Like many of you, this congregation relied on rental income. Once they started giving their building away for free, their revenue and their membership increased. Those in the congregation, those around the congregation, and community philanthropists saw how integral this church was to making this a great place and gave generously.
Be sure to celebrate the financial giving to the church, from the weekly offering to the annual congregational meeting. Then be sure to also celebrate all the volunteers. Faithful generosity is about creating a culture of generosity throughout your organization, spreading out into your community.
Celebrate the ways that you give your building away to the community, from AA groups to special events. Compliment people regularly. Celebrate the ways people give and volunteer to support other organizations in the community. It’s amazing to see the great impact the people of the church have. In your social media, celebrate not only your work and mission but also other organizations doing tremendous work. Have your pastor and church leaders take a few minutes each week to send hand- written thank you notes.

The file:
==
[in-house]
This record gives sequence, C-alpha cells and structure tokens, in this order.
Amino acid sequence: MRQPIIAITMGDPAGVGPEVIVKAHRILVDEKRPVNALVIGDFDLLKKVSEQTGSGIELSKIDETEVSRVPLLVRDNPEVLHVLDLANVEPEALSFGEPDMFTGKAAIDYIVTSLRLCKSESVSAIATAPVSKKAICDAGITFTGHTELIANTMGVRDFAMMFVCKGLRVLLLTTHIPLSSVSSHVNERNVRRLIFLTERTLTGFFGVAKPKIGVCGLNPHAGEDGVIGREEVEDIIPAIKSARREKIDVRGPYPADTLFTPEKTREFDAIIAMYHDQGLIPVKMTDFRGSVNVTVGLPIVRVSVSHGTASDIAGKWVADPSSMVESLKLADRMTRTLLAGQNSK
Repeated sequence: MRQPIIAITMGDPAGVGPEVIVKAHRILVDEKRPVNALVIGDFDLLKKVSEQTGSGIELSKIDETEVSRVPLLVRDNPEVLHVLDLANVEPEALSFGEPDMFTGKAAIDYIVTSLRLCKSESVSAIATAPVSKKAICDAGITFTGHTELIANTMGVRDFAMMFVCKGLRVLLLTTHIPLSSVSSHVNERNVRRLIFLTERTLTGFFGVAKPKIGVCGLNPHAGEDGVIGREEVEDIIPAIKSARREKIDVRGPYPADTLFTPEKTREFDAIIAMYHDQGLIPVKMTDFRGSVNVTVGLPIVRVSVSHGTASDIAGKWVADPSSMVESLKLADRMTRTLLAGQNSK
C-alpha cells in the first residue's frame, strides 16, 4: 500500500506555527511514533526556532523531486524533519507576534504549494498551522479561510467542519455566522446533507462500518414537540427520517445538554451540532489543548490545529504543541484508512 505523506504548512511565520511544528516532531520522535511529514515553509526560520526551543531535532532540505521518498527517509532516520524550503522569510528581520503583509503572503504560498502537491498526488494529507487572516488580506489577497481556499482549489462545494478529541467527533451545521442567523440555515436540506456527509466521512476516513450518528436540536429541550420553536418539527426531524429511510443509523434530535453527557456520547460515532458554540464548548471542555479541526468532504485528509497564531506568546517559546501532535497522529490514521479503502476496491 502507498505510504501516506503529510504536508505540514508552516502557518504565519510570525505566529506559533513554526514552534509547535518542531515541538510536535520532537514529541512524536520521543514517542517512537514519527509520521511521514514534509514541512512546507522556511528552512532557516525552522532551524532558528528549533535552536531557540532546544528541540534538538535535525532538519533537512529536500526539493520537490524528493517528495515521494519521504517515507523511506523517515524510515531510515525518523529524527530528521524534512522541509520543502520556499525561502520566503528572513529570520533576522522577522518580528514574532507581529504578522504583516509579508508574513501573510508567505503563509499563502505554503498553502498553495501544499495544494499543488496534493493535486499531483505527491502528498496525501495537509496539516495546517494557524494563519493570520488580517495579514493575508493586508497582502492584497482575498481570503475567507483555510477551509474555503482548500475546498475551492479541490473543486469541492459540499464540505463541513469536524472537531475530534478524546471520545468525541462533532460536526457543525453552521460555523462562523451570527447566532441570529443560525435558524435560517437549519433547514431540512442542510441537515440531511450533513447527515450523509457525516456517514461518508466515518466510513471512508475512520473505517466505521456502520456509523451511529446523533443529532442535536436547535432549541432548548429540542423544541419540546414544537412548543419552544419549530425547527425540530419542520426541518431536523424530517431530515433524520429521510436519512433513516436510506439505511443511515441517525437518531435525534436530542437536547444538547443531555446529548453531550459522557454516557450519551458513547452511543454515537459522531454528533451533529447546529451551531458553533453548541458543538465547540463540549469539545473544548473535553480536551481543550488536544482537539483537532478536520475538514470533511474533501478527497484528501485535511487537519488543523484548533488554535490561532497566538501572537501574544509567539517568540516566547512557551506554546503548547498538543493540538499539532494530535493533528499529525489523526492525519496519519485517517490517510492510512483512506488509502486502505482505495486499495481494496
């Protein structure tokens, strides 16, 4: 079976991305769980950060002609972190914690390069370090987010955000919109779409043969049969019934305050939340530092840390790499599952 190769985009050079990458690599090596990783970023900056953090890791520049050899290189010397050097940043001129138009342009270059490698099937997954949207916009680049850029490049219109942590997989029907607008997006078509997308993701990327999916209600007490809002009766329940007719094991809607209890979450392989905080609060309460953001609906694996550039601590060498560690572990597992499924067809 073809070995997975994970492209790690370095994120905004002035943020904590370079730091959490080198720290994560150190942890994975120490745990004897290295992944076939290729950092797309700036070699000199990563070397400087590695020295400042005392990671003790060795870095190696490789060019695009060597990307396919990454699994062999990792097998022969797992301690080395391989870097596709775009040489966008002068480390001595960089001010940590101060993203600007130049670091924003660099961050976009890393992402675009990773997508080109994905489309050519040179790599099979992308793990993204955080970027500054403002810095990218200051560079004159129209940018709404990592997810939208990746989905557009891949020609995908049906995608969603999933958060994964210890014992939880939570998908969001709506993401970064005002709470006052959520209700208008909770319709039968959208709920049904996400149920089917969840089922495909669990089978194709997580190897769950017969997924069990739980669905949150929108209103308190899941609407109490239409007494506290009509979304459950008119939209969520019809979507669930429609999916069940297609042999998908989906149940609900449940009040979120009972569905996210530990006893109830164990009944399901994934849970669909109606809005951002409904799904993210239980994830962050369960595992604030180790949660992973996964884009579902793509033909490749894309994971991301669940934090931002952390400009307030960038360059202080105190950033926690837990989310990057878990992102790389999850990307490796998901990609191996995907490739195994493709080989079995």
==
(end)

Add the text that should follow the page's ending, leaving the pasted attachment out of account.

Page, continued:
A special note here: Recognize and honor people when they make a gift for the first time to your church. They have just given you a piece of their heart (Matthew 6:21). Treat it as such. Don’t wait until they get the next regularly scheduled giving statement. Send them a note. A first-time gift is the hardest to acquire. A second-time gift is the next hardest. Once two gifts are given, the chances of more gifts goes up substantially.
Finally, if I could wave a magic wand and have churches do one thing to teach faithful generosity, it would be to have someone from your church or community stand up in worship each Sunday and say “I give to this church because…” or “I love this church because…” We are inspired by regularly hearing the good our generosity accomplishes in the world and in the lives of those sitting next to us.
Andy DeBraber is a Generosity Officer for the United Church of Christ. He is the former Executive Director of Heartside Ministry and former pastor of the Douglas Congregational United Church of Christ
Giving Magazine was a premier stewardship resource published by the Ecumenical Stewardship Center (ESC) from 1999 until 2020. The magazine served Christian faith communities throughout North America, providing thoughtful, practical, and inspirational content on faith and giving from thought leaders and practitioners alike. Giving was published annually from 1999 until 2018 (volumes 1-20), and then quarterly in 2019 and 2020 (volumes 21-28) in digital form only. In 2021 ESC closed its doors and committed its archives to the care of Lake Institute on Faith & Giving. For further information on ESC or its archives, please contact us at email@example.com.